Very smooth compared to an LEI, nice to sit back and let it pull you along requiring little input, however its also then nice when i then get the 9m lei up as it feels quicker etc

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Re: Foil vs LEI: how does the riding differ

Postby kitexpert » Mon Apr 08, 2019 8:00 pm

I thought I explained it. If you can't get enough tension in front lines kite will not fly as fast as it could. Because you can have same tension for different kites fastest flying are those which reach highest L/D ratio (and have smallest inertia, because there is only limited space to fly, to accelerate). In practice this is a small kite with high L/D. If drag is already high (like it is in single skin kites) it very easily needs too much force from the kiter to reach as high L/D as it is theoretically possible.

If you give a 21m Speed to 110lbs girl it always flies and turns very slowly. But if you give it to 240lbs strong man he can make it fly and turn relatively fast.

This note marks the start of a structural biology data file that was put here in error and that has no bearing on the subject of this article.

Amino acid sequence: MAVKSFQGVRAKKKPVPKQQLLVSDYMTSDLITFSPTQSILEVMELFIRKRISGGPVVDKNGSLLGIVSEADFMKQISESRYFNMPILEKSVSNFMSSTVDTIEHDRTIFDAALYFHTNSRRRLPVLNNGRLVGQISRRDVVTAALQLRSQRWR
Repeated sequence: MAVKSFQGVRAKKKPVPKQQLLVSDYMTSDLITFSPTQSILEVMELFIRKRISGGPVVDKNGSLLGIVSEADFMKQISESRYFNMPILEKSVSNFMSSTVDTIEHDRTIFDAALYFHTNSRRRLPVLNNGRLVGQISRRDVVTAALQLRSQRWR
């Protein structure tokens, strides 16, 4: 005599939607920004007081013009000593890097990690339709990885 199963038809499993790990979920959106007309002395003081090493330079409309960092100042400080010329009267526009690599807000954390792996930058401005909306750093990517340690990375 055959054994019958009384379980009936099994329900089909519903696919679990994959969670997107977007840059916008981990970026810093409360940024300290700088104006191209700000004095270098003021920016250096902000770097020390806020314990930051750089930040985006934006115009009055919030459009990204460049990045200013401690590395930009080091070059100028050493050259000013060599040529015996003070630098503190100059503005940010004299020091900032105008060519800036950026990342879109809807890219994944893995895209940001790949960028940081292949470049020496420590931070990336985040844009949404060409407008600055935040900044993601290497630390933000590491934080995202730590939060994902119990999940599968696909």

I have a 2m highish AR very efficient kite. For my weight 170lbs it flys extremely fast in 20-25kn, it is about the limit I can hold it. If it was bigger it would work with lower L/D ratio, because L would be limited.

Bigger kites have also more inertia and also bigger wingspan, so turning needs more space.

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Re: Foil vs LEI: how does the riding differ

Postby jatem » Mon Apr 08, 2019 8:49 pm

foilholio wrote:
Mon Apr 08, 2019 4:39 pm
You can test the slack ability of a kite quite easy standing on the beach, no running needed :-) . Simply pull in a length of front lines and let go. The more front line it can handle and how well it recovers and (if it) stays in the air the better a kite is at slack.
I tested this when I first flew a peak4, you can yank metres of front lines and it will fly lower with no front stall. When you drop the pile of slack lines on the ground, it remains stable and flies back up.